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CIA blocks book on Tora Bora, author says

WASHINGTON -- The CIA is squelching publication of a new book detailing events leading up to Osama bin Laden's escape from his Tora Bora mountain stronghold during the US-led invasion of Afghanistan, says a former CIA officer who led much of the fighting.

In a story he says he resigned from the agency to tell, Gary Berntsen recounts the attacks he coordinated at the peak of the fighting in eastern Afghanistan in late 2001, including how US commanders knew bin Laden was in the rugged mountains near the Pakistani border and the Al Qaeda leader's much-discussed getaway.

Berntsen says in a federal court lawsuit that the CIA is over- classifying his manuscript and has repeatedly missed deadlines written into its own regulations to review his book. His lawyer, Roy Krieger, said he delivered papers to the US District Court in Washington after hours Wednesday.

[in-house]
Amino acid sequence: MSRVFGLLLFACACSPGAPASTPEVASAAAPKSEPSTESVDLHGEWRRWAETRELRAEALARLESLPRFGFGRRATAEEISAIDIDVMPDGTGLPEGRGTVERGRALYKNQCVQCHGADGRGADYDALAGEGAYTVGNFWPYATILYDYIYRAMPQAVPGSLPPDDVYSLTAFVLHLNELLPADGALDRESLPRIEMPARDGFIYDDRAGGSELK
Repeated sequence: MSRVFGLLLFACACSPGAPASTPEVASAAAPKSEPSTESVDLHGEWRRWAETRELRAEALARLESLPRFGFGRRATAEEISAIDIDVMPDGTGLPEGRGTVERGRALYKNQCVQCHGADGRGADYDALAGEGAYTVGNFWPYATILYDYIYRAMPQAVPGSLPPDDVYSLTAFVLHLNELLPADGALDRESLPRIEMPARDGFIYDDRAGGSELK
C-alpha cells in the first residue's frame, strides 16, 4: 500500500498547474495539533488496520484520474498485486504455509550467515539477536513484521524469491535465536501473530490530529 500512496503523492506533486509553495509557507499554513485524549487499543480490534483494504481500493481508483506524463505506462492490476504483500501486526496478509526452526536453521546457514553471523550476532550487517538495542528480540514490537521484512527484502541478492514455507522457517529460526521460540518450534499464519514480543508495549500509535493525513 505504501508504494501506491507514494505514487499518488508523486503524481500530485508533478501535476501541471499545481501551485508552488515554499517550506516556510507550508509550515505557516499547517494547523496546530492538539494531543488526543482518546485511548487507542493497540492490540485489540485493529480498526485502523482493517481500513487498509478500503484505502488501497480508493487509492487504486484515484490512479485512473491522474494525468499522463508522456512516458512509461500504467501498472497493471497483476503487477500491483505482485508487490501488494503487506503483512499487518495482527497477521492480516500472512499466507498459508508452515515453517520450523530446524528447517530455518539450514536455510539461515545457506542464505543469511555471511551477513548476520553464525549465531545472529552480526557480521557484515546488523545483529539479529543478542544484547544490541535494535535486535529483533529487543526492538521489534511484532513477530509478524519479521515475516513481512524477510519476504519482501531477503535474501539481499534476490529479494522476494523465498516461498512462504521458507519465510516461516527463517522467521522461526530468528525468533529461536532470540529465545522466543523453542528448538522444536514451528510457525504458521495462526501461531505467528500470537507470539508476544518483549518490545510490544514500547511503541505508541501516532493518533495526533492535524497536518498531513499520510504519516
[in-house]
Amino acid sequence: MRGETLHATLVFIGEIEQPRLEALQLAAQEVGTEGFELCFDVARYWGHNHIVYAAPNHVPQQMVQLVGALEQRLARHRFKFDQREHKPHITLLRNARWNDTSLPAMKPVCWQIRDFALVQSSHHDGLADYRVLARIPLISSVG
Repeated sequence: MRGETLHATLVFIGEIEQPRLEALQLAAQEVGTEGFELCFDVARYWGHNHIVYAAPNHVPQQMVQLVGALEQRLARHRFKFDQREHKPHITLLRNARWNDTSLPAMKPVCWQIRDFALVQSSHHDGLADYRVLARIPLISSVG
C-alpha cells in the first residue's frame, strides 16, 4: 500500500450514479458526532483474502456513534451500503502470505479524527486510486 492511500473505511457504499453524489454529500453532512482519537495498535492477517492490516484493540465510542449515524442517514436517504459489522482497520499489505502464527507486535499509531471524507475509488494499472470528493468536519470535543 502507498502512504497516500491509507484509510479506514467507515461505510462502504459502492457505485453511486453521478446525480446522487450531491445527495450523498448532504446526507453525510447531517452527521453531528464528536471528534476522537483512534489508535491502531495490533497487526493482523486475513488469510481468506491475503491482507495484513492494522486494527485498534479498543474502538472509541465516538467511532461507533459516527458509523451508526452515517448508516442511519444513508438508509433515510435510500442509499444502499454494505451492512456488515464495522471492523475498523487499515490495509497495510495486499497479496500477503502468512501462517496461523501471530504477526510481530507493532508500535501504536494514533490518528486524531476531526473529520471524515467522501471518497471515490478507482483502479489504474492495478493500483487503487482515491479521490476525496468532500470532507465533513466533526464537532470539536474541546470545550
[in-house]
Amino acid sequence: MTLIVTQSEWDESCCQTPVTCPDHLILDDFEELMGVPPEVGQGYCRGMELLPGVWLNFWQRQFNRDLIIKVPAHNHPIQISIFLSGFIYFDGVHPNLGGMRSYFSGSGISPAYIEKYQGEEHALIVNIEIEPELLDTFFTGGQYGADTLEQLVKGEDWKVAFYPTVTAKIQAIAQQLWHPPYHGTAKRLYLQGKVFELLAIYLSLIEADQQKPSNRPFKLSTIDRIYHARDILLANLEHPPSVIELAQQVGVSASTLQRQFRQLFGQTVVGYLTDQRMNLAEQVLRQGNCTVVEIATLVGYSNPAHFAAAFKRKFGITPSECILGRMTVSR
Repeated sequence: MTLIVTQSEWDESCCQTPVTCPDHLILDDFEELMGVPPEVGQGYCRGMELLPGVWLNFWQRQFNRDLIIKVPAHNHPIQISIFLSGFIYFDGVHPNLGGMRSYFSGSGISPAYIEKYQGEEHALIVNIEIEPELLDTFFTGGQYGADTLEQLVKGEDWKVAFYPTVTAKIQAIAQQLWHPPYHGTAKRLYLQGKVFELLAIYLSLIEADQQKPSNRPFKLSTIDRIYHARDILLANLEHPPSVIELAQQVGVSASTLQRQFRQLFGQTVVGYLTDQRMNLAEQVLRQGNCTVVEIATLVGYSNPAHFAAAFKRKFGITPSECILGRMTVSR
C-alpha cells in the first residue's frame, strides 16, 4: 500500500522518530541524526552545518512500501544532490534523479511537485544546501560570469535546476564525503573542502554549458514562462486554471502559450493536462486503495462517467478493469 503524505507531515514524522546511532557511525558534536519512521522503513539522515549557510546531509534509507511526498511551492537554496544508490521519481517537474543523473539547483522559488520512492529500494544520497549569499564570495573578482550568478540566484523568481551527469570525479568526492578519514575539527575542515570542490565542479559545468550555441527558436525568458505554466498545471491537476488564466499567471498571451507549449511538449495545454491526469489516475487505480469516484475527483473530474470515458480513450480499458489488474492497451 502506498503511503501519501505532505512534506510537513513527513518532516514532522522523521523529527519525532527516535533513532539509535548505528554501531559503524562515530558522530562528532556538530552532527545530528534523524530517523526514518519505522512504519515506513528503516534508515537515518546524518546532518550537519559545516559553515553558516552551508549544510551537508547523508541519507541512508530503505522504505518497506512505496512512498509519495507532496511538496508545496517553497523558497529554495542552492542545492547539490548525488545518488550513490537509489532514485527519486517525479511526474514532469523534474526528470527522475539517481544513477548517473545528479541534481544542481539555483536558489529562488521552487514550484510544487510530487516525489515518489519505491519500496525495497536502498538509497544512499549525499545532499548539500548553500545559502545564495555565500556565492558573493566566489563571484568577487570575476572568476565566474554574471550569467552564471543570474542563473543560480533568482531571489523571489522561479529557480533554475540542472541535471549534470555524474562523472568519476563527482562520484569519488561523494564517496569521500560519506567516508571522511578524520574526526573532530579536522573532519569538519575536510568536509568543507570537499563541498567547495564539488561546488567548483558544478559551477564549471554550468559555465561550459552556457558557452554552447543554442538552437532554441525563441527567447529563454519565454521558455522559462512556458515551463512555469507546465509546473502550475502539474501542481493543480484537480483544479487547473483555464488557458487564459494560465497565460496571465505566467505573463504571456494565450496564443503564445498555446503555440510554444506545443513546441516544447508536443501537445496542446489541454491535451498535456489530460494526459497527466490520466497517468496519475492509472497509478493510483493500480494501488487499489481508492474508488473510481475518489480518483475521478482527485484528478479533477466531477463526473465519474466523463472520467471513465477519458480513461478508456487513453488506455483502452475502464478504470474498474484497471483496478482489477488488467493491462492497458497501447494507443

CIA spokesman Paul Gimigiliano said Berntsen's manuscript is subject to the same pre-publication review as that of all former employees.

''There, the guideline is that it contain no classified information," he said. ''In this case, the process is moving forward."

During the 2004 election, President Bush and other senior administration officials repeatedly said commanders did not know whether bin Laden was at Tora Bora when US and allied Afghan forces attacked there in 2001.

They rejected allegations by Senator John F. Kerry, then the Democratic presidential nominee, that the United States had missed an opportunity to capture or kill bin Laden because they had ''outsourced" the fighting to Afghan warlords.

''When I watched the presidential debates, it was clear to me . . . the debate and discussions on Tora Bora were -- from both sides -- completely incorrect," said Berntsen, who will not provide details until the agency finishes declassifying his book. ''It did not represent the reality of what happened on the ground."

Berntsen, 48, retired in June.

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